Dan was with us here and a great trial; now that he was grown he had become very abusive and unkind to me his step-mother and to his little sisters. He wanted to go west, and father raised four hundred dollars for him to go into business in Kansas with a Botsford cousin. He started off in good spirits and bade us all a friendly good-bye. In the west his health failed; he had never taken much care of himself. He became consumptive; his mother's sister, Therese had died of that disease. He went to Springfield where his sister Emma was living, and she did not recognize him he was so changed. He was with her till his death March 18, 1868. Shortly before he died he wrote a very penitent letter to me asking my forgiveness for his unkindness to me and the children. Emma said he watched the door for the mail hoping to have my answer, but he died before it reached Springfield.
From Washburn Street we moved to Somerset where father had bought a mill. We lived opposite the mill at first. Here Lillie caught her foot in a hole over the machinery and narrowly escaped serious injury.
From this house we moved onto a farm, which stretched to the shore of Lake Ontario. Howard was here bitten by the big dog which had returned to its former home, an ugly wound on the throat which had to be sewed up, and caused much suffering.
When the farm was sold we lived for one winter in the little house in the village, the only vacant house in Somerset. Then we moved back to Lockport, to a large pleasant house on Mulberry Street. We were here only about six months. The Somerset farm had been traded for the Judson house and in the spring we moved into the hotel. Then began the years of annoyance connected with the owning of the hotel.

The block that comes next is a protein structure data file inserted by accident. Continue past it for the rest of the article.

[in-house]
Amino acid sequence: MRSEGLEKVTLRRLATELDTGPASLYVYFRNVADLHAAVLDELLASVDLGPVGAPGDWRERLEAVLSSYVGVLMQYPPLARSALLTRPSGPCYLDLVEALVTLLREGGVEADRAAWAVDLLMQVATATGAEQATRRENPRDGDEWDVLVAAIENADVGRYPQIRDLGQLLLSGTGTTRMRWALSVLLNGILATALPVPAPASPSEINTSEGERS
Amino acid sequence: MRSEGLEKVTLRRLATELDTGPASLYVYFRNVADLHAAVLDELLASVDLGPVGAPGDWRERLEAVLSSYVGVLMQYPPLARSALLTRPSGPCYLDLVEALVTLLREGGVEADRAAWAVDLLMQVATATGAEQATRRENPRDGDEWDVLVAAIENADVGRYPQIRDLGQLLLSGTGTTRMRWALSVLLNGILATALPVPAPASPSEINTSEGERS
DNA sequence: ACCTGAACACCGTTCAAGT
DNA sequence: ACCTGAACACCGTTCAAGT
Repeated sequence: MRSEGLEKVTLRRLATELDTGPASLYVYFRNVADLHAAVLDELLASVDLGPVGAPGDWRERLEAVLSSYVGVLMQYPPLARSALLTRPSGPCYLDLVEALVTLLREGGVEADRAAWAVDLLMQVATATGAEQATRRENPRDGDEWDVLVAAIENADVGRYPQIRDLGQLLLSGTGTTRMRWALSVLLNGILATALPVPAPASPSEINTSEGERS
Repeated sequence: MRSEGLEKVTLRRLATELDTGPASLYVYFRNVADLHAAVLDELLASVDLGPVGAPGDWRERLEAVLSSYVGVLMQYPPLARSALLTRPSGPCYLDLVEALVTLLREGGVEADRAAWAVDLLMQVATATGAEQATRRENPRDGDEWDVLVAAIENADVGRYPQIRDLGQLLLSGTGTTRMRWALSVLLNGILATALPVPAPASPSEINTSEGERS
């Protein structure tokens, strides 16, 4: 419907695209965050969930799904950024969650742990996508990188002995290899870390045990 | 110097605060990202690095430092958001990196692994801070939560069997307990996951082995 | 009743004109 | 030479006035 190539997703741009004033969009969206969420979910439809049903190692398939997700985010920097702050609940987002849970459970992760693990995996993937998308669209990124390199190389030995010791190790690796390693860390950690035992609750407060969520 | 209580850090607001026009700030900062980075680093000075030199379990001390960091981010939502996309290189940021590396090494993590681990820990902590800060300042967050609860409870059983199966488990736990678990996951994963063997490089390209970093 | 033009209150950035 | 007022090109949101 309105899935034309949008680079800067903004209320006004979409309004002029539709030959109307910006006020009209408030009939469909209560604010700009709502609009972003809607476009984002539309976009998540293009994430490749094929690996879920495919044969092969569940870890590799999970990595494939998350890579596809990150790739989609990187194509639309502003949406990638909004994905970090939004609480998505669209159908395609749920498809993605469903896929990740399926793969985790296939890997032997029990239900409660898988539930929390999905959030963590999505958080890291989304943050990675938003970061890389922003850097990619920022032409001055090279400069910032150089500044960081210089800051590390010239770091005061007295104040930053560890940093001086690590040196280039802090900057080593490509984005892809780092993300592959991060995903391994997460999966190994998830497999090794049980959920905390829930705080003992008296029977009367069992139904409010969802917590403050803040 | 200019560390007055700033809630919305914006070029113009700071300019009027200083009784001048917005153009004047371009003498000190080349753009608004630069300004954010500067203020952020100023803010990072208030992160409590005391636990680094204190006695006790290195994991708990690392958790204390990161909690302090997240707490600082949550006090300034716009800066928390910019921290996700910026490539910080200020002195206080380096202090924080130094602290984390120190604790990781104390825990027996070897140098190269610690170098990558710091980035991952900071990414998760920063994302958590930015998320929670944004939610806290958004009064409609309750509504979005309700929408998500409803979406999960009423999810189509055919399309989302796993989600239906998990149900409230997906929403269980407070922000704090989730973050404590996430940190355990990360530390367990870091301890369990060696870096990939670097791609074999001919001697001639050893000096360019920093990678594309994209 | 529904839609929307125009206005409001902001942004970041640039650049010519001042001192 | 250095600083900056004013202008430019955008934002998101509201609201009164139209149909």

From the Judson House we moved into the house on Hawley Street; then into the hotel again. During our second stay in the Judson house Howard died May 26, 1875 and in early July of the same year Amelia graduated at the Union school
Our next move was to the house on Genessee Street, opposite the Baptist church and from there to the house on the corner of Church and Ontario. In this house Hattie was married to Daniel Pomeroy. When she came back from her wedding trip to Michigan (she was gone six weeks) we were living in this house on Caladonia Street, one of three which had been moved from the site of the Erie station and fitted into dwelling houses. It was in this house that Mabel Pomeroy, the first grandchild, was born. Hattie stayed with us until the baby was five weeks old when she went back to the country.
We had moved from this house to the Octagon when Lillie went to Springfield, Missouri, Robert Swayne meeting her in St. Louis. They were married at her sister Emma's home and went on to Texas where Robert had engaged in work for the American Sunday School Union.
We moved from this house to another of the houses Pa had moved from the site of the Erie Railroad Station; this time to the house on West Main street, and were living here when Howard Pomeroy was born, and when we had word from Texas of the birth of Cora, Lillie's first child. Here Artie died, June 8, 1883.
The days that follow in my life are within the ready memory of the daughters, and it is not necessary to prolong these pages.